Accepting job based on company.
I personally think that early on in your career (for example recent graduates) you have the option to be more open to working anywhere that will give you an exponential amount of experience that will eventually take you extremely far in your career field. Regardless, it is still extremely important to do your basic research on the the things you mentions: financials, stocks, customer/employee reviews, rankings, etc. It is also so important to know your worth and value toward this company. Is there something you want to change within this company? Is the company to structured to the point where there is rarely any change? These are questions I ask myself when looking at new opportunities as well. Finding better employment elsewhere cannot be assured by the name (alone) of the company where you currently work. At the very least, though, the reputation of the business for which you work can be linked to the values it instills in its personnel.
As I plan on beginning a career in genetic medicine, I would be looking for a company that aligns with my immediate interest. That being compensation, work experience, and work culture. At this point my main goal is rack up experience, so I the company I initially work does not have to have as many resources as larger Fortune 500 companies has access too. However, later in my career I will be looking for a position that grants me access to senior level employment, and benefits to support myself and my family in the later years of my life.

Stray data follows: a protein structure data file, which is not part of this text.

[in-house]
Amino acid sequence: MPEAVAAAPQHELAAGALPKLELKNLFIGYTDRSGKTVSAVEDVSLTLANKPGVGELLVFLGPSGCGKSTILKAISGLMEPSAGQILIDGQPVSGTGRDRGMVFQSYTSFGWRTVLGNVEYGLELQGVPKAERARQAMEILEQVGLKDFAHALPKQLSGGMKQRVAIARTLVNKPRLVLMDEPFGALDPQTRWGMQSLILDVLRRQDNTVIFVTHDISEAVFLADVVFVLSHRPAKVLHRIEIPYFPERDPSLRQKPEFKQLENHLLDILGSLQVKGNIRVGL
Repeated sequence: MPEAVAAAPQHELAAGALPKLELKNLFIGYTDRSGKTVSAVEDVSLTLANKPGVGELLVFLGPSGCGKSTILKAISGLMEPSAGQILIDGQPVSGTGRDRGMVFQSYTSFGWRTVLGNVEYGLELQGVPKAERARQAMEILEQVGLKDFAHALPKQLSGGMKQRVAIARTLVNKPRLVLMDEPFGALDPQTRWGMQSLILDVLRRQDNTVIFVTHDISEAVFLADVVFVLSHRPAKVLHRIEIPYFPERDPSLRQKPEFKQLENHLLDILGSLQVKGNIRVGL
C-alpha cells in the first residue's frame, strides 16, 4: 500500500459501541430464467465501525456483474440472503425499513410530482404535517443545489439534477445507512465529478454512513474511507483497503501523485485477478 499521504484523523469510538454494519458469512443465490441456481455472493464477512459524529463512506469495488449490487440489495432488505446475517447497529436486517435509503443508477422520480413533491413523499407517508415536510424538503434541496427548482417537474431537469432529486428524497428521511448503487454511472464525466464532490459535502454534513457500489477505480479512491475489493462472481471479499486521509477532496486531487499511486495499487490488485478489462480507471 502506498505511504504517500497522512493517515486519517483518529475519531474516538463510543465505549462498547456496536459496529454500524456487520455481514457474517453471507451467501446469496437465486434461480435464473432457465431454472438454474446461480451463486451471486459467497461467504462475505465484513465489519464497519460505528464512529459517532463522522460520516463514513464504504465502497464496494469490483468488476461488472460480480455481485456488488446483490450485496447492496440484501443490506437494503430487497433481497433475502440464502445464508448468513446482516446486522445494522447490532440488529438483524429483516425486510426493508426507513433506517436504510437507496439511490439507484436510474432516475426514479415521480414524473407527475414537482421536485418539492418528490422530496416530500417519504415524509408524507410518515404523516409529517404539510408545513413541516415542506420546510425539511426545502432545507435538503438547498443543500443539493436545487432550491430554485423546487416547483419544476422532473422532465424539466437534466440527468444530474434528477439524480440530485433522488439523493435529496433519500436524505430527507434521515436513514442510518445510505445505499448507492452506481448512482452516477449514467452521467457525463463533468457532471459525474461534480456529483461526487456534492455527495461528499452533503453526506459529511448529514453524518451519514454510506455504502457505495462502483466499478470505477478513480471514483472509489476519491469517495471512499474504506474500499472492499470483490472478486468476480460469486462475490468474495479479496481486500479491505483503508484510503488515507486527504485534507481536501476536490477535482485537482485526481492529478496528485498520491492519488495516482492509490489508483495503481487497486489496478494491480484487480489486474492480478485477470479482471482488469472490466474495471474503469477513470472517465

I don't think the type of company I want to work for depends on if it is an LLC or a C-Corp or a partnership. As long as I am getting paid, I am going to be submitting my W2 at the end of the year and getting taxed on the money no matter what. Now if I wanted to open my own company I would definitely care what kind I would do. I would want to be a S-corp. I like that its not double taxed.
I don't think that I would turn down a job based on the type of company it identifies as. As long as the job meets my requirements when it comes to benefits, pay, culture, and growth potential, I am open to learning how to navigate the environment. The company that I currently am employed by is a start-up company however a more developed start-up and has interesting policies. Watching the company go from public to private to merging with one of its largest competitors was more emotionally draining than anything.
This is a very good question with many interesting perspectives being posted. For me, I usually would not apply to a company if I were not okay with they type of organization. I consider all aspects before deciding to join. However, I will soon be a recent graduate school graduate and the current job market for certain STEM fields has been quite volatile. As the current economic landscape is now, I believe I would take a position at a more established, reputable, and financially stable company than a start-up. That being said, if I were afforded the luxury of financial independence, I would most likely choose a start up that offered stock options as it is a place that could foster growth and its success would be more meaningful as I would have been directly involved in said accomplishment.
This is the most difficult aspect of the conversation but also the most important. There are myriad reasons a job won’t be a perfect fit and many of them are perfectly plausible and valid. Others may be harder to justify or voice. Even if your rationale strays from the politically correct or socially acceptable, 99% of the time you can communicate even the most delicate of reasons in a professional and tactful way.